My daughter Faith excitedly proclaimed those words as she cracked open a box and released an Eastern turkey into the wilds of Titus County, TX.
We went to document the release for this blog and Texas Fish and Game and she got a chance to participate courtesy of the Texas Parks & Wildlife Department (TPWD) and National Wild Turkey Federation (NWTF).
To say she was pumped was an understatement.
This bird was one of 21 brought in from Missouri over a two-day span to kick-off what TPWD calls a “super stocking”.
A “super stocking” involves releasing a minimum of 80 turkeys at each site over time with the ideal ratio of three hens for each gobbler.
In the past, TPWD released smaller numbers in area but have over the last decade went to larger stockings and are seeing more success.
“It’s the same old story,” said TPWD turkey program director Jason Hardin.
“The birds were essentially wiped out by subsistence and market hunting along with extensive habitat loss in the later parts of the 19th century, but with the help of the NWTF, we have been able to bring the birds back all across the country. Although more than 50 counties in East Texas were stocked during the 1980s and 1990s only 28 counties are open for turkey hunting today. So we had to start looking at why we were not as successful in keeping the Eastern wild turkey population flourishing as other states in its historic range.”
I have been talking turkey with hunters in East Texas since these super stockings began and have many reports of increased turkey numbers in the counties where they have taken place.
Stockings attempts in the 1970s involved releasing Rio Grande birds as well as pen-raised Easterns but both failed to gain traction.
Now TPWD only releases wild-caught Eastern turkeys from states like Missouri, Georgia, Mississippi and North Carolina.
They give a $500 donation to participating state wildlife programs for each bird that comes from upland game bird stamp sales. Transportation and other fees are covered by NWTF.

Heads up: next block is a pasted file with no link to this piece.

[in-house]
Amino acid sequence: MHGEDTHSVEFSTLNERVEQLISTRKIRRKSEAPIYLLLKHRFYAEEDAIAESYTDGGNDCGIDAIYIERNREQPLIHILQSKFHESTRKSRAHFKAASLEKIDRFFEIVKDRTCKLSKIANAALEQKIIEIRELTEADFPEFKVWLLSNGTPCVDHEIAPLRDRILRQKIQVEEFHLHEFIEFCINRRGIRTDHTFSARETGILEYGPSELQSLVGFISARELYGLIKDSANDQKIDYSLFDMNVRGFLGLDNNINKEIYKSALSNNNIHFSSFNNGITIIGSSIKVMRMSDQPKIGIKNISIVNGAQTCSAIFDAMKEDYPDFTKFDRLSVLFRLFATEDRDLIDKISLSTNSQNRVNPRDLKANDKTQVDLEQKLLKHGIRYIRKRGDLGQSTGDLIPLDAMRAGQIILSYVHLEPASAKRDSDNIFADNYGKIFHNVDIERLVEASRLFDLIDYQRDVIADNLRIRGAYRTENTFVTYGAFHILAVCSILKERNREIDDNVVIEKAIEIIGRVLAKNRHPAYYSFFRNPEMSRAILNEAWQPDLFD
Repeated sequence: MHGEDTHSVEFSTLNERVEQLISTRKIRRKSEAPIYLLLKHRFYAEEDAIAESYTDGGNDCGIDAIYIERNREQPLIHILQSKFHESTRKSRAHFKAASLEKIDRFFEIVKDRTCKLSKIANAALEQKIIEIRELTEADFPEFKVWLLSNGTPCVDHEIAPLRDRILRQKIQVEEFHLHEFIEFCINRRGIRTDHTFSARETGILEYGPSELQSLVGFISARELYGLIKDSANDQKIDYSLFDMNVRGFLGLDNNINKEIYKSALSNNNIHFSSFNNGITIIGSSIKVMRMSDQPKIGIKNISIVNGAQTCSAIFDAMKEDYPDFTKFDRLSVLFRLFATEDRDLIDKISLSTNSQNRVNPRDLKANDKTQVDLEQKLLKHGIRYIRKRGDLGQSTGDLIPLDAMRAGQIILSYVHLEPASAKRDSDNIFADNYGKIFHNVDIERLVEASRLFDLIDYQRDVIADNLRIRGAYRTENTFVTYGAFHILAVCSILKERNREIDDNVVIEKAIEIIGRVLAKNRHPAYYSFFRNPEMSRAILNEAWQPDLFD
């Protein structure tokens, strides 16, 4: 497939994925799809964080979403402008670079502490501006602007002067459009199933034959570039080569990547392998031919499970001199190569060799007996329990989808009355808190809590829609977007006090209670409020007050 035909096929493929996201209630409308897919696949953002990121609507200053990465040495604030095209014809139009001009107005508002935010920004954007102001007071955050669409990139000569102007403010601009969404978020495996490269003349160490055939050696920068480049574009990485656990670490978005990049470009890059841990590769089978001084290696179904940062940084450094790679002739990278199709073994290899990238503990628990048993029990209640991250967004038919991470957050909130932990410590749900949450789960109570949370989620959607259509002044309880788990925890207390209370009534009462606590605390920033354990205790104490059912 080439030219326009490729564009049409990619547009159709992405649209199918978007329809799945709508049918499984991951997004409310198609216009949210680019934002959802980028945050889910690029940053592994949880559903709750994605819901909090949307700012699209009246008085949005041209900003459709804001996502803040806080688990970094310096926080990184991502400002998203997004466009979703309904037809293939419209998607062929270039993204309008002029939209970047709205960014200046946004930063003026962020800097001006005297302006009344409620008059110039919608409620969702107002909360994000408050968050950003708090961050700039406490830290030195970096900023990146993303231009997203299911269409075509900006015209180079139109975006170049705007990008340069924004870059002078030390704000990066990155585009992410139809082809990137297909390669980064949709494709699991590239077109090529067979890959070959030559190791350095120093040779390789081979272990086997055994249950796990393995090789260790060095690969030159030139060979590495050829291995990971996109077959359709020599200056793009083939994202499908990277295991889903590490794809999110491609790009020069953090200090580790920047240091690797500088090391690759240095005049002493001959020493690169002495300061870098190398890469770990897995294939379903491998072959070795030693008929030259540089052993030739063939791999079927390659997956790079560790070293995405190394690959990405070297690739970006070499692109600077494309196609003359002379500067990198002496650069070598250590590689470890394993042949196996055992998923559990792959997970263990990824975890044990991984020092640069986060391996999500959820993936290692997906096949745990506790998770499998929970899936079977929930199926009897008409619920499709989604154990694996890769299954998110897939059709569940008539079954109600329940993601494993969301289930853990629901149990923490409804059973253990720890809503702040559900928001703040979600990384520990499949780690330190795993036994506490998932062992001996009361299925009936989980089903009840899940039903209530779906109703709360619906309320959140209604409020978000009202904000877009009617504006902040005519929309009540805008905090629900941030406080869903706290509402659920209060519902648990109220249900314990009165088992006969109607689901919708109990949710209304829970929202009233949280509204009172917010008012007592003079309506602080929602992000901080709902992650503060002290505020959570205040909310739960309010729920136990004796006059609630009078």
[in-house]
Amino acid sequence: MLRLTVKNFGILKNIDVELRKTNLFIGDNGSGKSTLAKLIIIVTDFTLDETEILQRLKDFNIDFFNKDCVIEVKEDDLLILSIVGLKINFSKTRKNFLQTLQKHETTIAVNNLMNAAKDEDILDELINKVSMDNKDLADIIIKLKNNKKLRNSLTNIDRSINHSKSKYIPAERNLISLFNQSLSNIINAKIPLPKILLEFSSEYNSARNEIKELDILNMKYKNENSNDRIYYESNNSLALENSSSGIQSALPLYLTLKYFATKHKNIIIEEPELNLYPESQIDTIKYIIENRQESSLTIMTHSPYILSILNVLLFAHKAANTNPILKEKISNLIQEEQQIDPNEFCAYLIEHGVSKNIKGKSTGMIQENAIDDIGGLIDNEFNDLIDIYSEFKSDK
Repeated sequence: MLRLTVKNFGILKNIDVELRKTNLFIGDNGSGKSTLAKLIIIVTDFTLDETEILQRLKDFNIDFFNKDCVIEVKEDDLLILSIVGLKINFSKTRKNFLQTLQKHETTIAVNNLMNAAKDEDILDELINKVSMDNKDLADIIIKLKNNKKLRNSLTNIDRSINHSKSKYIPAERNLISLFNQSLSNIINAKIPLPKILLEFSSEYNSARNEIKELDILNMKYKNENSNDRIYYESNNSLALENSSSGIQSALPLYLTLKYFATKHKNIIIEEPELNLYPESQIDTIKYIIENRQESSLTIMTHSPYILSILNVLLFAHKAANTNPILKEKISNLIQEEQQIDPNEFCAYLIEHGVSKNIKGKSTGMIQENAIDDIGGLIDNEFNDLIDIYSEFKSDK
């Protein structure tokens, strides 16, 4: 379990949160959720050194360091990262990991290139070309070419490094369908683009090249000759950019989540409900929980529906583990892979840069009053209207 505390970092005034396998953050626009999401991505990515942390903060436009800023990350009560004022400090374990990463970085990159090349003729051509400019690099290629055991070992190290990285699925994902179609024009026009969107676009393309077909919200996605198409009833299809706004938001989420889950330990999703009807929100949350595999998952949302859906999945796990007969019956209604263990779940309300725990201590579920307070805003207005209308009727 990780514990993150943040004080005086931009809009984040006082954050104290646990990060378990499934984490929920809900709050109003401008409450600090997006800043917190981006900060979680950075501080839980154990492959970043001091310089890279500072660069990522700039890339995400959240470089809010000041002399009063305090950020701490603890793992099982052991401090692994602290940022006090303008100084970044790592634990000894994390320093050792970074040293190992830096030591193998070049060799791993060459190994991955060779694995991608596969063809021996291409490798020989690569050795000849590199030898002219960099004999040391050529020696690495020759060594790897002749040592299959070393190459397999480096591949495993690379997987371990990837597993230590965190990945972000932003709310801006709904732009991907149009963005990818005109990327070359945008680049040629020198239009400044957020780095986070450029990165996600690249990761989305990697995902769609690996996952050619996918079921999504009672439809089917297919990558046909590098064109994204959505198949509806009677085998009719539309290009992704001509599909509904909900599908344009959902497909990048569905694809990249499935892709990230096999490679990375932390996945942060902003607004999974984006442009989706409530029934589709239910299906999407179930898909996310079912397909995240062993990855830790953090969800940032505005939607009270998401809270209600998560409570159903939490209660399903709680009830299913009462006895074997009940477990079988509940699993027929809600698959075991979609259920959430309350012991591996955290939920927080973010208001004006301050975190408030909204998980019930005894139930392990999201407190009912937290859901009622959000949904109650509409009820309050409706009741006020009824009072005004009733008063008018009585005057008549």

For an extremely in-depth discussion on this topic listen to the podcast of my radio program “Moore Outdoors” on Newstalk AM 560 KLVI as I talk with Annie Farrell of NWTF.
In March 2019 I began a quest to capture quality photographs of Rio Grande, Merriam’s, Eastern and Osceola turkeys-all within 2019.
The idea is to raise awareness to turkey conservation. I call this project Turkey Revolution!
Hunters (like myself) call this quest the Grand Slam.
And while I took a few hunts this year including bagging my first eastern in New York, this quest is to document with a camera these great birds and to share the experiences through my various media platforms like this blog, Texas Fish & Game, Newstalk AM 560 KLVI and The Wildlife Journalist®.
I happy to announce I wrapped up year one of this adventure in Colorado photographing Merriam’s turkeys.
I got photos of numerous birds there including a very special one-a cinnamon-colored bearded hen you can see a brief clip of in the video below.
Also check out this photo of another beautiful Merriam’s I found in Colorado and a shot of a distant flock I got on a return trip in October on a snow-covered mountain.
This has been a truly exciting adventure and 2020 looks to be equally as interesting as we are in touch with the top biologists, wildlife managers and hunters around the nation on the issue of turkeys.